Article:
The social and economic impacts and implications of COVID-19 are different for women and men!
02 April 2020
UN Women draws attention the social and economic impacts of COVID-19 on women.
New Jersey’s first COVID-19 Community-Based Testing Site opened on March 20, 2020, at Bergen Community College in Paramus. Photo Credit: Edwin J. Torres for the New Jersey Governor’s Office
UN Women draws attention the social and economic impacts of COVID-19 on women. COVID-19 emerges not only as a public health threat but also poses a threat to economies and all segments of society. However, UN Women stresses that women, who are at the center of paid and unpaid carework, are affected more and hit harder by the crisis.
When pandemics such as COVID-19 strike, gender inequalities are often exacerbated. Direct and indirect discrimination towards vulnerable groups such as people with disabilities, refugees and migrants and the poor become more visible.
Inequalities towards women healthcare workers might increase
Women play an extremely important role in responding to the disease as healthcare workers, community leaders and mobilisers, volunteers and scientists. Globally, women make up 70% of the workforce of health and social services sectors. In Turkey, women make up 50% of all doctors, 70% of all healthcare workers and 100% of all midwives. Women are disproportionately affected when health systems are overloaded due to crises.
A greater burden of care in the home lands largely with women!
Globally, women do three times as much unpaid house and care work as men. In Turkey, women do as five times as much unpaid house and care work as men. Self-isolation measures overburden women with the unpaid house and care work as more family members spend time home. For women who also need to work from home, this also means increased working hours.
As schools switch to distance learning, most parents’ care responsibilities increase, and the responsibility often falls on women. And when daycares close and the parents need to work, the responsibility falls on grandmothers – who are in the risk group.
What needs to be done:
Equally share the house and care work with family members. Divide tasks such as dishes, cleaning and cooking among family members.
Share the childcare with other family members. Childcare isn’t just a mother’s or grandmother’s responsibility.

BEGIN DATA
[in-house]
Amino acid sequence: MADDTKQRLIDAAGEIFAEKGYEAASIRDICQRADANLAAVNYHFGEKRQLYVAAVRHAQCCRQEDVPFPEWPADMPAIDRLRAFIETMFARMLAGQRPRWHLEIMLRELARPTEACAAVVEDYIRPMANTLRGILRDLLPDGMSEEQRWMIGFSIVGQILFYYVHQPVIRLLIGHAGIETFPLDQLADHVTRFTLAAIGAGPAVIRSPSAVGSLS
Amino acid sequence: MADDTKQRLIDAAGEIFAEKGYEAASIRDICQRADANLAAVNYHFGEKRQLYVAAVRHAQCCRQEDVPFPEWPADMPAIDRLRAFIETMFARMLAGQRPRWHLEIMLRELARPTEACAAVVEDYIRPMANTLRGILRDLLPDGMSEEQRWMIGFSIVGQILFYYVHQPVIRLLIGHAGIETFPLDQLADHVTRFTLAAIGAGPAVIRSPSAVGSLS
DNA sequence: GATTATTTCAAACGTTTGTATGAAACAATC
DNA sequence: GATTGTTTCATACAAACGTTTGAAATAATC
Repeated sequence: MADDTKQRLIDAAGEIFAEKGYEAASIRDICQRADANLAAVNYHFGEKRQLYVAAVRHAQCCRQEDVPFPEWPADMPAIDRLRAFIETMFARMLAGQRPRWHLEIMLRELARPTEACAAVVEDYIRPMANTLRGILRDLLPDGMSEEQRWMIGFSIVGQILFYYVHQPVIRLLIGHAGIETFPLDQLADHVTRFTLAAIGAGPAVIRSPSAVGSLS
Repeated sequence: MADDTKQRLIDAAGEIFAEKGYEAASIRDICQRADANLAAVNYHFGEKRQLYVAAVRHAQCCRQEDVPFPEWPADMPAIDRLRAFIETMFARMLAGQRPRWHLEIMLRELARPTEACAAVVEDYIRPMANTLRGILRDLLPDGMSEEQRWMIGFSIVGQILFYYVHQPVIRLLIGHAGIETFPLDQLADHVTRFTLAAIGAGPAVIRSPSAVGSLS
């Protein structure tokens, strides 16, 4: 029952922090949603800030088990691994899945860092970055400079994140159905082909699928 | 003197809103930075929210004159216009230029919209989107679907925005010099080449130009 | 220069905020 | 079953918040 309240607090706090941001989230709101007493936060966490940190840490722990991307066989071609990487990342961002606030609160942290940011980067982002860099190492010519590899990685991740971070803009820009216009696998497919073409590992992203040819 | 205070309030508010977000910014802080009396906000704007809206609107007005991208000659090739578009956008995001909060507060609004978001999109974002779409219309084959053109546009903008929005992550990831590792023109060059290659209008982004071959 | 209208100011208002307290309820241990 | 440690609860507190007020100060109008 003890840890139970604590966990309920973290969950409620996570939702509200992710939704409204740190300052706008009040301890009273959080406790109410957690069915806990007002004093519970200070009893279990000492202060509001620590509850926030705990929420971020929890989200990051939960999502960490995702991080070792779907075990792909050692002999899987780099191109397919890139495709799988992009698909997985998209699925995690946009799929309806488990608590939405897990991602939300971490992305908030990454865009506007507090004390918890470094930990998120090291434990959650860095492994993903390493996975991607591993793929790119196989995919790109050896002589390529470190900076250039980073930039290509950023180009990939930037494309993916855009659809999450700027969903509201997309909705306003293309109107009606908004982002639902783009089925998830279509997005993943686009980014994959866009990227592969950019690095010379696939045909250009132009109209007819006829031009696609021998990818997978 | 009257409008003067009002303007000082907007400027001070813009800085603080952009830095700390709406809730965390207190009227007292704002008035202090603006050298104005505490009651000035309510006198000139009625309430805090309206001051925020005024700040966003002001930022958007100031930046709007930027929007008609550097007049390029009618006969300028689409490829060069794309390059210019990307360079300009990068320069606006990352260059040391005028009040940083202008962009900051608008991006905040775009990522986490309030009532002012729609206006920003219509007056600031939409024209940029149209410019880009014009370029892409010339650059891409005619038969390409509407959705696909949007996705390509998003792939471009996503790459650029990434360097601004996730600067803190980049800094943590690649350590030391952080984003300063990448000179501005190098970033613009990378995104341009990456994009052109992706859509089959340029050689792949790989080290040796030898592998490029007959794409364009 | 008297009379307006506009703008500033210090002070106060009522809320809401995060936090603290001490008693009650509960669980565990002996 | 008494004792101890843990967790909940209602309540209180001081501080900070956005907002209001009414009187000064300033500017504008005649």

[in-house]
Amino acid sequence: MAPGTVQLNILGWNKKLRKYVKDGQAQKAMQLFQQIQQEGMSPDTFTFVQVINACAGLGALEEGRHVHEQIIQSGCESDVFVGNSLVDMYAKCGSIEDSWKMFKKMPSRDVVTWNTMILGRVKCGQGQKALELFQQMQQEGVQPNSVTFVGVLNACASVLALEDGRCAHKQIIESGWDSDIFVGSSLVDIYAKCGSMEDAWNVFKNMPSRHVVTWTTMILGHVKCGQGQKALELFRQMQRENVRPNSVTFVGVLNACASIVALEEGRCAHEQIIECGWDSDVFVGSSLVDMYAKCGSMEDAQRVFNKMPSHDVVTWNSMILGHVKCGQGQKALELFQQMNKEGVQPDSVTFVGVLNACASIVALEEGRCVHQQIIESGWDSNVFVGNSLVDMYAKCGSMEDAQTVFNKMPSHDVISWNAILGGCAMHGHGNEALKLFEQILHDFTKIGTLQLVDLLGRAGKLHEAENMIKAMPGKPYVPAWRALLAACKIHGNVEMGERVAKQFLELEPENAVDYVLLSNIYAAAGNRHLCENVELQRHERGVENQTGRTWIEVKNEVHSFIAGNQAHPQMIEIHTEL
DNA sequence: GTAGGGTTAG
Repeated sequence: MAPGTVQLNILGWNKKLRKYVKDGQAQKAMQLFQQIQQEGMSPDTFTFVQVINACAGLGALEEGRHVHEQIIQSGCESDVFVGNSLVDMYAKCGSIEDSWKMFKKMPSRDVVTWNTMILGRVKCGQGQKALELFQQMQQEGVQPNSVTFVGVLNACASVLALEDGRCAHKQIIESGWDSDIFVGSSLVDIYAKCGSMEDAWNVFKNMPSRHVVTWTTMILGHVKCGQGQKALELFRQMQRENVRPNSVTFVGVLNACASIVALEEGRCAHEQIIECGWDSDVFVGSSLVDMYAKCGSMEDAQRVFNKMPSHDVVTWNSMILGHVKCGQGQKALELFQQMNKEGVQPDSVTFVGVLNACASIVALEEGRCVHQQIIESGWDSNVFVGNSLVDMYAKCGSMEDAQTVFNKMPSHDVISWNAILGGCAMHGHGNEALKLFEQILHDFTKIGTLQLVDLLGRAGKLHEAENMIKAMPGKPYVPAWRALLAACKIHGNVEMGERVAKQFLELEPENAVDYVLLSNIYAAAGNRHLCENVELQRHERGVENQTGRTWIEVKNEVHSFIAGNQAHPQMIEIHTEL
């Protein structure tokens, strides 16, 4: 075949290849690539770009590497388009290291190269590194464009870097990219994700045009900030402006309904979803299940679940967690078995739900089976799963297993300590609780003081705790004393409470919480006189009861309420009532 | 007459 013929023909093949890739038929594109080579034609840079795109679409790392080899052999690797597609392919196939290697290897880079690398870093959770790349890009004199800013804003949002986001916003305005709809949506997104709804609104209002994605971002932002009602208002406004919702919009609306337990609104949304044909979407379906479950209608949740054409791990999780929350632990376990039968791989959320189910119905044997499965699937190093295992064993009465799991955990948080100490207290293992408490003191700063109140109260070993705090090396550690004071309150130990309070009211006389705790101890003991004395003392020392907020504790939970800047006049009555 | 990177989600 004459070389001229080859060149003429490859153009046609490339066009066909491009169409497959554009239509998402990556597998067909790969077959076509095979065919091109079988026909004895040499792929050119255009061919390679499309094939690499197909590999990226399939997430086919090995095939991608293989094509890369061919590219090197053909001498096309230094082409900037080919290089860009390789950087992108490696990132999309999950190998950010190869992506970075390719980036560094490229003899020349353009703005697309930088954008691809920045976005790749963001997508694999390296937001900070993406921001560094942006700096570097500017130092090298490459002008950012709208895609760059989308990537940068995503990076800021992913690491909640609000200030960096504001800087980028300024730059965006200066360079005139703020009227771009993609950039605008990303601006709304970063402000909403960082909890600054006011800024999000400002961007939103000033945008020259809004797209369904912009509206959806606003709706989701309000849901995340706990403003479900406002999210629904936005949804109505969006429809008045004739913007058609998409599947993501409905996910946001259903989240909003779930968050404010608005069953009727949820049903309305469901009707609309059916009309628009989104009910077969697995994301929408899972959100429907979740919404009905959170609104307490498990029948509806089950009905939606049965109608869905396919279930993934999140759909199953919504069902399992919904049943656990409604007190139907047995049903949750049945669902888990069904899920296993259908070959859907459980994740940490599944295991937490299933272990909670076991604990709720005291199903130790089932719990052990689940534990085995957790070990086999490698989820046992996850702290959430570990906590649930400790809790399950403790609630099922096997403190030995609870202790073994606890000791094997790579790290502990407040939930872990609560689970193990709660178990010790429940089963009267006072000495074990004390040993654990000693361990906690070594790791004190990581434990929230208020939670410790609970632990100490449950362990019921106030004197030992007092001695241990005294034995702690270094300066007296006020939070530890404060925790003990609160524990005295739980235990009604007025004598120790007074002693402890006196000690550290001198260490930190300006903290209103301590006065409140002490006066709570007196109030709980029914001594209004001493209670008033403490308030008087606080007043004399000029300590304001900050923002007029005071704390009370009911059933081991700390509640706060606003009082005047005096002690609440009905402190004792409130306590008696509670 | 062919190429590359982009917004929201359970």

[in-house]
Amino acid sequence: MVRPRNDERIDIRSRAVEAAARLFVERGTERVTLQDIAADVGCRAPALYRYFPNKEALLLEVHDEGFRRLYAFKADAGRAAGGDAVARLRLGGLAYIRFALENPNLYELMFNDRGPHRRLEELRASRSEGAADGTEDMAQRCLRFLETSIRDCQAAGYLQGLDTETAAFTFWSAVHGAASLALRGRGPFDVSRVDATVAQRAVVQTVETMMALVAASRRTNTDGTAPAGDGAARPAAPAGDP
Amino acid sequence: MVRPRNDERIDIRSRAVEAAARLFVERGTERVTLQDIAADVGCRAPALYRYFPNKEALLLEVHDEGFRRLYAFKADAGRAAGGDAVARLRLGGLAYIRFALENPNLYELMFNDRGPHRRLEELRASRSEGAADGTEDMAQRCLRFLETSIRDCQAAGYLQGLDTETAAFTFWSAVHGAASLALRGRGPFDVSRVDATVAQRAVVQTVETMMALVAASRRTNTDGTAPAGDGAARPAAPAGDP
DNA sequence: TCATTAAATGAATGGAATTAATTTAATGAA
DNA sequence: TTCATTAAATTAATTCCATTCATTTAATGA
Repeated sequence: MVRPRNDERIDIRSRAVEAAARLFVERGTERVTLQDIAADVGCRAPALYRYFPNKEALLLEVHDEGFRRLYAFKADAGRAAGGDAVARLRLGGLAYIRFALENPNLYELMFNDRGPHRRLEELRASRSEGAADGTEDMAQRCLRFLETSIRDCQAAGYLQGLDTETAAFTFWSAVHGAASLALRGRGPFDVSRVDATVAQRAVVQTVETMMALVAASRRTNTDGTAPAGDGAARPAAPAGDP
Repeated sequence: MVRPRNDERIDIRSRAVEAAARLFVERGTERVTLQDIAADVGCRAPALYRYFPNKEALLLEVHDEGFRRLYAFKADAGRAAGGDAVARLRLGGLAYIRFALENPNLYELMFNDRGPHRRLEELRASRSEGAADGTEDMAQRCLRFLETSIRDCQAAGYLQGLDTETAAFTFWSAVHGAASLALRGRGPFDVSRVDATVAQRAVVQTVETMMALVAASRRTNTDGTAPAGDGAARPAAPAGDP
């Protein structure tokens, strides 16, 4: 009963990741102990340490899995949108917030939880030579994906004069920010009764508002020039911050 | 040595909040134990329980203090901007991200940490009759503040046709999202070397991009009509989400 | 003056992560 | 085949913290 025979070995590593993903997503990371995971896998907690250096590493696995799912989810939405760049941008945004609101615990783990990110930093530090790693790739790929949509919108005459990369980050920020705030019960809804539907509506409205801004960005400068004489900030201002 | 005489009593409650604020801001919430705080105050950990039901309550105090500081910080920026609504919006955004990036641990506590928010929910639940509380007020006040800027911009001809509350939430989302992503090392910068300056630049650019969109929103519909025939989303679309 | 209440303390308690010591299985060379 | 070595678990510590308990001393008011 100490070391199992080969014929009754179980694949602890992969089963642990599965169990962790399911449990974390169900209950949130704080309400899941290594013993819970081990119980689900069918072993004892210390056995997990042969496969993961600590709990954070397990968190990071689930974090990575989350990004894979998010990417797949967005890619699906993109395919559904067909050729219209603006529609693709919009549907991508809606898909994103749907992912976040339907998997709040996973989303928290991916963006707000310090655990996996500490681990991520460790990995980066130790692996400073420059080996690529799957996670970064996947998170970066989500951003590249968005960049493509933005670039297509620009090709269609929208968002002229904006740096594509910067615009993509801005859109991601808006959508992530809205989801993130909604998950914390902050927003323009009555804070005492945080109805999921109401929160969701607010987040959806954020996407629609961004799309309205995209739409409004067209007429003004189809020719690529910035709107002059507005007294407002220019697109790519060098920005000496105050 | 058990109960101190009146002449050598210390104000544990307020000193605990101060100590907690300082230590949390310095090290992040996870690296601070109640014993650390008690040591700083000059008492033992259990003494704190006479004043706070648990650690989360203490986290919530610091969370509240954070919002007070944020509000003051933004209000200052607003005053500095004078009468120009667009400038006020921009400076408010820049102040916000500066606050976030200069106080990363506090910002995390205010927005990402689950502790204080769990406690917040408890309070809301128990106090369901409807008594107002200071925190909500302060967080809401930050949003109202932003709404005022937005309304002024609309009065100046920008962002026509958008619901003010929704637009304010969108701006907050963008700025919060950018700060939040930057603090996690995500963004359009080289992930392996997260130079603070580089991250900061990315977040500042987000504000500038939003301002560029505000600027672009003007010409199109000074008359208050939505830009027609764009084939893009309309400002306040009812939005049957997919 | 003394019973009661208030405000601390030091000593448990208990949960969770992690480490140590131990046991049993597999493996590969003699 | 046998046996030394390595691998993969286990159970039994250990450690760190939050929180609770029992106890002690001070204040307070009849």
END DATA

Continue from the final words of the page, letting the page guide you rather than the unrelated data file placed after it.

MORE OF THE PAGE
Seek help from the available support mechanisms if you have a chronic illness or are in the age risk group: 112, 155, 156, 157
Domestic violence is increasing!
According to UN Women’s “Progress of the World’s Women 2019 – 2020: Families in a changing world” report, in 2017, more than half (58 per cent) of all female victims of intentional homicide were killed by a family member, amounting to 50,000 deaths in the year or 137 women each day. According to the same report, globally, close to 18 per cent of ever-partnered women aged 15-49 have been subjected to intimate partner violence in the previous 12 months, and some 30 per cent of women worldwide who have ever been in a relationship have experienced physical and/or sexual violence from an intimate partner over their lifetime.
And during crises such as the current COVID-19 pandemic, violence against women increases. Families spend more time at home due to the pandemic, and social and economic insecurities cause increased tension in the household. As a result, domestic violence and sexual abuse increases. Meanwhile, young women are subject to increased cyber-violence as people spend more time at home and online as quarantines and self-isolation measures continue.
What needs to be done:
If you are subject to violence or know someone who is, seek support:
Alo 183 Family, Women, Children and People with Disabilities Social Services Support Line (24/7)
Security General Directorate’s Mobile Women’s Support App (KADES) - (Google Play ve App Store)
Red Light Turkey Vodafone Foundation Mobile App – (Google Play ve App Store)
Economic impacts of COVID-19 crisis on women
42,2% of women employed in Turkey work in the informal employment sector as carers, cleaners and seasonal workers without a social security. Women working in the informal employment sector are hit by the crises first and lose their incomes. As they do not have any social security, they also cannot benefit from unemployment assistance.
Women’s role in crisis management
Women’s visibility and participation in decision making processes during crises are seminal. It is important to mainstream gender equality into crises management and include women in the planning of crisis response. Women’s representation in scientific boards, pandemic and crisis management teams is important to ensure women’s needs are taken into consideration from the very beginning.
Women leaders also play an important role in crisis management. Women MPs, city councilors and mukhtars can factor in women’s needs and expectations in crisis management plans and ensure women are not left behind.